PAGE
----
Author Margaret Atwood.
Margaret Atwood, whose sweeping body of work includes "The Handmaid’s Tale,” a depiction of a nightmarish totalitarian future for the United States, is this year’s winner of a lifetime achievement award that celebrates literature’s power to foster peace, social justice and global understanding.
The Canadian writer and teacher has earned the Richard C. Holbrooke Distinguished Achievement Award, officials of the Dayton Literary Peace Prize officials announced Monday. The award is named for the late U.S. diplomat who brokered the 1995 Bosnian peace accords reached in the Ohio city.
Atwood - a prolific writer of poetry, fiction, nonfiction, essays, comic books and, as of late, tweets - in recent years has drawn a new round of acclaim for her bestselling 1985 novel of a dystopian future in which women are subjugated after an overthrow of the U.S. government.
Some readers of "The Handmaid's Tale” saw in the leaders of authoritarian Gilead similarities to the rise of Republican Donald Trump to president in the election of 2016. The television adaptation on Hulu starring Elisabeth Moss generated yet more commentary, and women dressed in red cloaks and white bonnets, as the handmaids were depicted in the book and TV series, have shown up at political demonstrations.
Atwood also thinks people are "alert to the dangers” of undermining the U.S. constitution.
"That is what stands between you and an absolutist dictatorship,” she said.
Sharon Rab, the founder and chairwoman of the Dayton Literary Peace Prize Foundation, praised Atwood for popular success with writing that also educates people about pressing social justice and environmental issues.
"Margaret Atwood continues to remind us that ‘It can’t happen here’ cannot be depended upon; anything can happen anywhere given the right circumstances, and right now, with scorn for democratic institutions on the rise, her lessons are more vital than ever," Rab said.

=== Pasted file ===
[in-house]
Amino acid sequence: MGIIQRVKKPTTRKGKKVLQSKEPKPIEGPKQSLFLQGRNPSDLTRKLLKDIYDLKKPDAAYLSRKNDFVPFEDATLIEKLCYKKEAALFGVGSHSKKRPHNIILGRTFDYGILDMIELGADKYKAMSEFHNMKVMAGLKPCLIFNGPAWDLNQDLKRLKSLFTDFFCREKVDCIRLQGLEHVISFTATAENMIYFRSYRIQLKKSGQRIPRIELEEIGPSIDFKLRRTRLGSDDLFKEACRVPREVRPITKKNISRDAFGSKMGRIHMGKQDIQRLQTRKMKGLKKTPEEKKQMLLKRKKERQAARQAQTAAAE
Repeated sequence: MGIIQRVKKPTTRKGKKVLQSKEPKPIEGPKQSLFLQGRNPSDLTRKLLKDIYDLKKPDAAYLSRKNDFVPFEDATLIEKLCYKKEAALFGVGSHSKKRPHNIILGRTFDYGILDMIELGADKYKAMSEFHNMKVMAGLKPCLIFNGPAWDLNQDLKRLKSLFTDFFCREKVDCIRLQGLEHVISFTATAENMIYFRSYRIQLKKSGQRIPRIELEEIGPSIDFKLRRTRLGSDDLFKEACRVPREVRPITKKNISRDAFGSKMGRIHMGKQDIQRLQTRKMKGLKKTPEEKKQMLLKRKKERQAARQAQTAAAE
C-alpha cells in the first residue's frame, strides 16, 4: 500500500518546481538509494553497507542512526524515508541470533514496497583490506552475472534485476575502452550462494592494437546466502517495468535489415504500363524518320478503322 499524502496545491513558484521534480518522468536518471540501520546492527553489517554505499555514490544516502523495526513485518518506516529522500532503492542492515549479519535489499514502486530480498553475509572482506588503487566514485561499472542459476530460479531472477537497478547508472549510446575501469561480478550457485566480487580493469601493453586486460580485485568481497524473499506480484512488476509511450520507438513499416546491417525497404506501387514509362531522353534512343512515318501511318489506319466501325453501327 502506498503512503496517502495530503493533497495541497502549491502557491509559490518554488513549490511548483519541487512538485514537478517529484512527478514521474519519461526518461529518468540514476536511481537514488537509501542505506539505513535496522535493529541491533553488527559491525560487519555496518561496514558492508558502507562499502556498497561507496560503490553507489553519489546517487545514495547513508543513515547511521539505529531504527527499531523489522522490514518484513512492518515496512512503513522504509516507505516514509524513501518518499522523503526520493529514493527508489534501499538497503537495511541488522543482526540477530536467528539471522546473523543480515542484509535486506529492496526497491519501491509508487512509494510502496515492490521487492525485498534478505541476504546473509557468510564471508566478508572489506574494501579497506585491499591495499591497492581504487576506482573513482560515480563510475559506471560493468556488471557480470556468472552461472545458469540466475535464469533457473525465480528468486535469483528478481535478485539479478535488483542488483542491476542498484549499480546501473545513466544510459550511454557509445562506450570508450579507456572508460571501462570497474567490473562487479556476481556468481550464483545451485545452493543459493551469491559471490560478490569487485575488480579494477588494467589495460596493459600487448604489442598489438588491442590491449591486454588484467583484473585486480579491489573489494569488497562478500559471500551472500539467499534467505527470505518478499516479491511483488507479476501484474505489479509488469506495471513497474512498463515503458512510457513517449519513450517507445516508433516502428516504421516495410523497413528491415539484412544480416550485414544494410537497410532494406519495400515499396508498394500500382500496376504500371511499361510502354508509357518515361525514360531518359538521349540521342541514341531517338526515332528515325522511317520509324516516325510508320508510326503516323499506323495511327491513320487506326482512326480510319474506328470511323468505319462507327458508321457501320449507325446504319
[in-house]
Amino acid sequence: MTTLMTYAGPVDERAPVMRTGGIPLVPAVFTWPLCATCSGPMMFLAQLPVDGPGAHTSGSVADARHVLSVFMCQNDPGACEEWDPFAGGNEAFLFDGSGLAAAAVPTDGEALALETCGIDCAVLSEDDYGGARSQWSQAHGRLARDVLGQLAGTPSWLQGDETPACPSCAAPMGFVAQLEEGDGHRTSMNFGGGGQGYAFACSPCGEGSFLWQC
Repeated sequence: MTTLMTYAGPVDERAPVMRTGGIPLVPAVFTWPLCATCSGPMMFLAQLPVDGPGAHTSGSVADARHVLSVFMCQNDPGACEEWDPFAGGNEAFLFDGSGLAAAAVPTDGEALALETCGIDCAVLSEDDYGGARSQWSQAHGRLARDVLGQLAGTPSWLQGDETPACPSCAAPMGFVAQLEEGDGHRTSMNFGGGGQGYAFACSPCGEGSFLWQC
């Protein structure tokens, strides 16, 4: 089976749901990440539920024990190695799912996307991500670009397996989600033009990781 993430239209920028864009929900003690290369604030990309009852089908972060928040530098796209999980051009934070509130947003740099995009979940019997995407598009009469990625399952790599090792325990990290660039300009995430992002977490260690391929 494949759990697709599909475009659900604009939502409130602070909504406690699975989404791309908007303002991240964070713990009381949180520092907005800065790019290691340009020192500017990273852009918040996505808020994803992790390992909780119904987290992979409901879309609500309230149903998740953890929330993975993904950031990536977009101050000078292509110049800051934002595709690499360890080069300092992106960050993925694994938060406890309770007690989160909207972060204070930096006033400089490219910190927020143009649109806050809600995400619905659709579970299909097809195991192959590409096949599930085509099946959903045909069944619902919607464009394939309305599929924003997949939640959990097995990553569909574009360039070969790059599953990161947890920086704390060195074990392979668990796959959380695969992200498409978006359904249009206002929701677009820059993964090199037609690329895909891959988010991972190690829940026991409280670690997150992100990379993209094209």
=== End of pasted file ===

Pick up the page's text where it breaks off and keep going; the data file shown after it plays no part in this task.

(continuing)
While not all books are conducive to peace and understanding, Atwood said, fiction can help people "learn what it is to be a person different from ourselves, so that might cause you to have more empathy with people who aren’t exactly like you.”
The Toronto resident's longtime partner, novelist Graeme Gibson, died at age 85 a year ago this month. Atwood, 80, said she tried to keep herself busily distracted after the loss, doing book promotions and other travel until the pandemic grounded her in March. She has since signed thousands of inserts and bookplates to support independent booksellers, and has given talks via Zoom.
She considers herself "a realist, but on the optimistic side, because if you’re pessimistic, you don’t do anything. ... I think it’s people who are realistic but inclined towards optimism who actually try to change direction.”
Atwood published her first book of poetry, "Double Persephone,” in 1961, and her other books have included "Cat's Eye” (1988), "Alias Grace” (1996), "The Blind Assassin” (2000), and "The MaddAddam Trilogy” (2003-2013). "The Testaments,” her 2019 sequel to "The Handmaid's Tale,” quickly joined her bestsellers.
The Dayton lifetime achievement award carries a $10,000 prize. Previous winners include Studs Terkel, Taylor Branch, John Irving, Gloria Steinem and Elie Wiesel.
The awards gathering originally planned for October is being rescheduled for spring 2021 because of pandemic precautions. Atwood will be joined by the 2020 winners of awards for fiction and nonfiction; finalists for those will be announced next month.
Dangarembga is the first Black woman to win the Peace Prize of the German Book Trade, which is endowed with 25,000 euros ($29,100) and has been awarded since 1950.
‘Klara and the Sun’ follows the relationship between a caring humanoid and her 14-year-old companion, asking pertinent existential questions along the way.
Lizzie Fry’s debut novel takes place in an alternative Earth where misogyny is rampant, and being female is basically an offence.
Asked to sum up 2022 in a word, the public has chosen a phrase. Oxford Dictionaries said on Monday that "Goblin mode” has been selected by online vote as its word of the year.
Pooja Hegde shared that the film will bring much respite to the already struggling Hindi film industry which didn’t have a great run at the box-office this year
The non-profit GOLDN Ladies Club attempts to raise awareness and inspire women to be successful and become leaders who influence others positively. It is a private body, and hosts female entrepreneurs from all over the UAE.